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Environmentalists asked to drop challenge and save jobs

The consent process for Bathurst Resources' Escarpment mine on the West Coast has already taken "a staggering seven years". 

Tue, 25 Sep 2012

BUSINESSDESK: Economic Development Minister Steven Joyce has called on the NZ Royal Forest and Bird Protection Society and West Coast environmentalists to drop their objections to Bathurst Resources' Escarpment Mine project, saying it will create new jobs on the West Coast.

"If we are serious about jobs and providing incomes on the West Coast then objectors should stop getting in the way of this immediate opportunity to create those jobs," Mr Joyce says.

Bathurst managing director Hamish Bohannan says his company is optimistic it will be mining coking coal on the Denniston Plateau above Westport by July next year, assuming it prevails in appeals against its resource consents.

The hearing is due to start on October 29 and run through until mid-December, with both Forest & Bird and the West Coast Environmental Network challenging the mining resource consents for the Escarpment open-cut mine.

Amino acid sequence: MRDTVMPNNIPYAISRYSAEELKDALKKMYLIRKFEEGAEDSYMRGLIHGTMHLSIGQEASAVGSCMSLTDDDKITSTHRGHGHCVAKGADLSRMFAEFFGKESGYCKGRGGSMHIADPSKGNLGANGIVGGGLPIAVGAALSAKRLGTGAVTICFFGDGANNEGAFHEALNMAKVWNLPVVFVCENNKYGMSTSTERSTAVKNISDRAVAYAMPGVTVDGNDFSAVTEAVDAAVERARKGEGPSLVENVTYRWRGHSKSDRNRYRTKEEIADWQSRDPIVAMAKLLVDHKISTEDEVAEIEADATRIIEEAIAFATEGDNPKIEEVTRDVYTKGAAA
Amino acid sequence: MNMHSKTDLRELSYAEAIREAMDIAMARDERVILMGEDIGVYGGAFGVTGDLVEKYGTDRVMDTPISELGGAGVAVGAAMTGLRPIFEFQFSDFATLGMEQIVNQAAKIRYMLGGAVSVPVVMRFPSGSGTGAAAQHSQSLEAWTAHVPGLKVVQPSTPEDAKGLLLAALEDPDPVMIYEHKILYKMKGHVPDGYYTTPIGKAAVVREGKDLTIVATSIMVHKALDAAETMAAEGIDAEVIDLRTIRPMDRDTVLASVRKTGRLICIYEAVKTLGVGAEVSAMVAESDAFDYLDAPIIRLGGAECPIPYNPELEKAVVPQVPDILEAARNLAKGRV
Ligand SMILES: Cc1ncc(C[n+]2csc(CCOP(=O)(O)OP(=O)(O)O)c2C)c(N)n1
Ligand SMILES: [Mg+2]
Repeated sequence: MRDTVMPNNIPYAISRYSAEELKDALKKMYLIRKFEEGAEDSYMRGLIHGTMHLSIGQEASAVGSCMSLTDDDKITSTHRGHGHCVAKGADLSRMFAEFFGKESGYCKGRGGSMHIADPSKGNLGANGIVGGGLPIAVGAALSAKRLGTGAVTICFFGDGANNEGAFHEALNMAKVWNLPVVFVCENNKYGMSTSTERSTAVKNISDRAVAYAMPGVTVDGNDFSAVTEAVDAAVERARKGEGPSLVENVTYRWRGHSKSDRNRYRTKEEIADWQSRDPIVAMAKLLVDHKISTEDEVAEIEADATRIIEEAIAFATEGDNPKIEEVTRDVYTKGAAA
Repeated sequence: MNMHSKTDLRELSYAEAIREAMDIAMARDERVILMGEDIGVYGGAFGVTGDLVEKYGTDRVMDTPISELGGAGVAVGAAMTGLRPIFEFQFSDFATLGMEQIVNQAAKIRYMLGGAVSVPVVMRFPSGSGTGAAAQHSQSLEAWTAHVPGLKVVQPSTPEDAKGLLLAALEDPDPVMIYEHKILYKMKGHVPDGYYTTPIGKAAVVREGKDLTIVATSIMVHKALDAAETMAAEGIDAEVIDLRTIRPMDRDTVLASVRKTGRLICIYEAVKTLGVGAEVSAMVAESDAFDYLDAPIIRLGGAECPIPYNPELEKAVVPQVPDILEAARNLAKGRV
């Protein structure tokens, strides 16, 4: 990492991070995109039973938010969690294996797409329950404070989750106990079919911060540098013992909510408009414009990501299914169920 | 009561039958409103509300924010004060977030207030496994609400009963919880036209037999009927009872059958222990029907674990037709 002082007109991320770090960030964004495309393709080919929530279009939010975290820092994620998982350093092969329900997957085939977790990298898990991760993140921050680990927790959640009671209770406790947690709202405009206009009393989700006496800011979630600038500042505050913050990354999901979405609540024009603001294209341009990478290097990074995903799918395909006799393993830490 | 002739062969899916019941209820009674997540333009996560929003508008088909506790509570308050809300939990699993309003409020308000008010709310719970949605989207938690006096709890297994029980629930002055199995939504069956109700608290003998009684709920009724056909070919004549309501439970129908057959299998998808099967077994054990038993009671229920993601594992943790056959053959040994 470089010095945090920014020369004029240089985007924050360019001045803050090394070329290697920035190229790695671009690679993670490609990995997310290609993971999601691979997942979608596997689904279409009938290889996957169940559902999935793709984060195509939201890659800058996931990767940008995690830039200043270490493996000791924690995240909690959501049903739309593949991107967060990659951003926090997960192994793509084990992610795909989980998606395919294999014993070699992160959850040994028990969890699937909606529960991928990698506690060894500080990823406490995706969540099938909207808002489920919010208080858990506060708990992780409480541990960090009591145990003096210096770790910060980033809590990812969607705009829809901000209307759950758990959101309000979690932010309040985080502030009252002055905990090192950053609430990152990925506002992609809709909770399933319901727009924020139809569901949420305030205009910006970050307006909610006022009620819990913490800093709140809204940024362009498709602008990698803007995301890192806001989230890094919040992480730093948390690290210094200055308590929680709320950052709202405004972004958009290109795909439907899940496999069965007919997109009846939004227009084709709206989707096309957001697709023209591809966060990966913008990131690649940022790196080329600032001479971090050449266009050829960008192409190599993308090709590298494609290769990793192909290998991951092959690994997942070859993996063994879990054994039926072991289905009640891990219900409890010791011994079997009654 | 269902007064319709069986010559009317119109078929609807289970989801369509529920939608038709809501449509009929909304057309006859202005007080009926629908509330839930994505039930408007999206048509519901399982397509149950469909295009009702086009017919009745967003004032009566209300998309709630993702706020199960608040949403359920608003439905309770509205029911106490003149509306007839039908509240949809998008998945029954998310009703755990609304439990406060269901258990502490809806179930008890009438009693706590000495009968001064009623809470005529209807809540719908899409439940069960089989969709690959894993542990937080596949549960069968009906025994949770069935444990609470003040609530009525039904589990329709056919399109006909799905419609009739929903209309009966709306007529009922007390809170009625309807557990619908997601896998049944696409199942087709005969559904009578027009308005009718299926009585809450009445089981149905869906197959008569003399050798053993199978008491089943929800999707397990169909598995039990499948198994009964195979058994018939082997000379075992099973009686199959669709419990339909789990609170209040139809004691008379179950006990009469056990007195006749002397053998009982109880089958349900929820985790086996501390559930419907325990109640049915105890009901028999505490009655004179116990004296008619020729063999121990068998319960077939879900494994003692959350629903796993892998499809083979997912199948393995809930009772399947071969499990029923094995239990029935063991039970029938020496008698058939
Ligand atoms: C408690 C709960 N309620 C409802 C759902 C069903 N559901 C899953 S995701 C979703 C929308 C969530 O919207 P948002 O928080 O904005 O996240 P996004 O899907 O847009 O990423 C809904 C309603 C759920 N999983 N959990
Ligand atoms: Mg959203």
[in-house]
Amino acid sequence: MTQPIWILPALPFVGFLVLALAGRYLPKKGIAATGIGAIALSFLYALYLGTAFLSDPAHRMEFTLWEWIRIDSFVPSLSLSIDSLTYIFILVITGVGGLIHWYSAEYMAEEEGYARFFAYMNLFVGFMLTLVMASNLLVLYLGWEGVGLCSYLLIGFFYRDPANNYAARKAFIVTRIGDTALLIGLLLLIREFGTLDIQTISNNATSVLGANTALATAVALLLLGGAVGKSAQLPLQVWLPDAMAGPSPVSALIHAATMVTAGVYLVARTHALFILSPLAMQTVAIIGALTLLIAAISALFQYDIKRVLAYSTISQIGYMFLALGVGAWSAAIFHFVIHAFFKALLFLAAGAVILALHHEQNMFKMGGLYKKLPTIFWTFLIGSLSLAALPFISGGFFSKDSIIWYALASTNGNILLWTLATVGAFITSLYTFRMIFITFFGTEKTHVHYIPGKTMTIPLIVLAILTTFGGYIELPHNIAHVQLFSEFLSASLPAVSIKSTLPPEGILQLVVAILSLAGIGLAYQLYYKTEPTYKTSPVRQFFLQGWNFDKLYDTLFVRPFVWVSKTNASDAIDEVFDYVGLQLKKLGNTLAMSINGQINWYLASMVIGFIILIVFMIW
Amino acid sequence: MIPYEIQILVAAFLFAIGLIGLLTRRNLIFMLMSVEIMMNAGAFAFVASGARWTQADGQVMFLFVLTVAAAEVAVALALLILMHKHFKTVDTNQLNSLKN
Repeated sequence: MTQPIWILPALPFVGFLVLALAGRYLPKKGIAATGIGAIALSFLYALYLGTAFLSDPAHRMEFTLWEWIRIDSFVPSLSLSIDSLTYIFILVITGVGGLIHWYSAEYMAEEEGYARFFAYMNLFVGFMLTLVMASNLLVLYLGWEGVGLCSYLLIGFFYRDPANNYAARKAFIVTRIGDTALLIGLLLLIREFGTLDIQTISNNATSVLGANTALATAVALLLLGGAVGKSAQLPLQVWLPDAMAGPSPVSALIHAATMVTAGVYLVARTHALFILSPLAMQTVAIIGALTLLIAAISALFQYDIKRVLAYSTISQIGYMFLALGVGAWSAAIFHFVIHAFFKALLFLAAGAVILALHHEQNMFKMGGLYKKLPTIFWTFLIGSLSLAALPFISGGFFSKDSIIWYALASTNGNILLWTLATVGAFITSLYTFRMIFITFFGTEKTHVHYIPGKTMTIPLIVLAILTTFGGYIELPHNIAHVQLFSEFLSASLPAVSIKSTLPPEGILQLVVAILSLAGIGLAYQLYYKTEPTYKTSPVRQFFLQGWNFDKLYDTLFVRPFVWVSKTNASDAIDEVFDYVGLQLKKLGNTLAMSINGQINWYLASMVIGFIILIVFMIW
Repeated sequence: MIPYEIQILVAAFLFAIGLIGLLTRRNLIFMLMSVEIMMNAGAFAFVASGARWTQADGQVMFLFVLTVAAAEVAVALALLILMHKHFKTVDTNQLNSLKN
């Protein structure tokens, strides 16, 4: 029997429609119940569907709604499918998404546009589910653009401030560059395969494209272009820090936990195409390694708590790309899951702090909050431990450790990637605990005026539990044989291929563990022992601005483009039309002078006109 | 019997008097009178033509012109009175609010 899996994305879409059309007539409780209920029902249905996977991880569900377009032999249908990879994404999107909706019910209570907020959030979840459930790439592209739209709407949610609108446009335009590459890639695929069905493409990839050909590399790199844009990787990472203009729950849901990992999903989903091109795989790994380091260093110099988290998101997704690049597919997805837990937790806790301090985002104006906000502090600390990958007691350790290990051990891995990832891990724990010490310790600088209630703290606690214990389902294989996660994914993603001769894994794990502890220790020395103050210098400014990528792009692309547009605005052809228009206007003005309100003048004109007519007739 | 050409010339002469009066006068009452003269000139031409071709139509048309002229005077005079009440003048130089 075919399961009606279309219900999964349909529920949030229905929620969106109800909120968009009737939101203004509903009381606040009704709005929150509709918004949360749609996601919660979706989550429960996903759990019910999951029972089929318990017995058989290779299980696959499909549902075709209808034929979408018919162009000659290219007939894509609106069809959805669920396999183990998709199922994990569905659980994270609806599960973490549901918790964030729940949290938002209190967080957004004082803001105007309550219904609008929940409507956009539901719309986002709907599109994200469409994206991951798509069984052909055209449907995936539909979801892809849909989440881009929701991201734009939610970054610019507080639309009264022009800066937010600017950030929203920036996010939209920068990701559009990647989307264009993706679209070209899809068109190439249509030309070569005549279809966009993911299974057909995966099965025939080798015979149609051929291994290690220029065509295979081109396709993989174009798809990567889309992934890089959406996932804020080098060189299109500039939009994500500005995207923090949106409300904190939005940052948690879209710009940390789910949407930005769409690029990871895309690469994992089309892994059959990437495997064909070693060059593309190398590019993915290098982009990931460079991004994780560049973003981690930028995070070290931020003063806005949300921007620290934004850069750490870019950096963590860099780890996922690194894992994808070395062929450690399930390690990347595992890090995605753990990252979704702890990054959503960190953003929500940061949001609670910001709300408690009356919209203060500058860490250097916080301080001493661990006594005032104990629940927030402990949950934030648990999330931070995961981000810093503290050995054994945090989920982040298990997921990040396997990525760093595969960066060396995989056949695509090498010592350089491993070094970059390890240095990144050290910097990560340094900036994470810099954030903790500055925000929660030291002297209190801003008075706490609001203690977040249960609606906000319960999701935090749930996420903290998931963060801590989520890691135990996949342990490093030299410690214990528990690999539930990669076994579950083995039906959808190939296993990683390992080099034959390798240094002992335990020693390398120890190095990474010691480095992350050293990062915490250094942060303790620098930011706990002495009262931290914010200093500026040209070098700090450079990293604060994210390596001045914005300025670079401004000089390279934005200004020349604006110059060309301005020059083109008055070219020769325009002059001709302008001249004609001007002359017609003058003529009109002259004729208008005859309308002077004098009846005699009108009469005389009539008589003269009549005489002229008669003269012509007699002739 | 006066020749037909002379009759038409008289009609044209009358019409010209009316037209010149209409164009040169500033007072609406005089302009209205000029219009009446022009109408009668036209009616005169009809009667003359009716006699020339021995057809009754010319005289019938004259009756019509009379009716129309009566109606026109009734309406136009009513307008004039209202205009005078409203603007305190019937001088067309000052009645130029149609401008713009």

"The Escarpment mine is an open-cast mining project that is ready to go and would provide 225 jobs and incomes for workers and their families on the West Coast straight away," Mr Joyce says.

"The developer is being held up from opening the mine by on-going litigation that has gone through the Environment Court, the High Court and the Court of Appeal."

The consent process had already taken "a staggering seven years". 

Mr Joyce's comments come a day after state-owned coal miner Solid Energy announced widespread job cuts as it puts its Spring Creek mine on the West Coast into care and maintenance and reduced production at its Huntly East Mine.

Spring Creek is one of the biggest employers for the town of Greymouth.

Prime Minister John Key this week reiterated that Solid Energy would not be one of the first state-owned energy companies to be sold down because of is difficulties.

Bathurst has already agreed to a range of environmental initiatives intended to offset or mitigate the impact of the Escarpment mine, which is expected to produce one million tonnes of coal a year for export to steel mills.

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Environmentalists asked to drop challenge and save jobs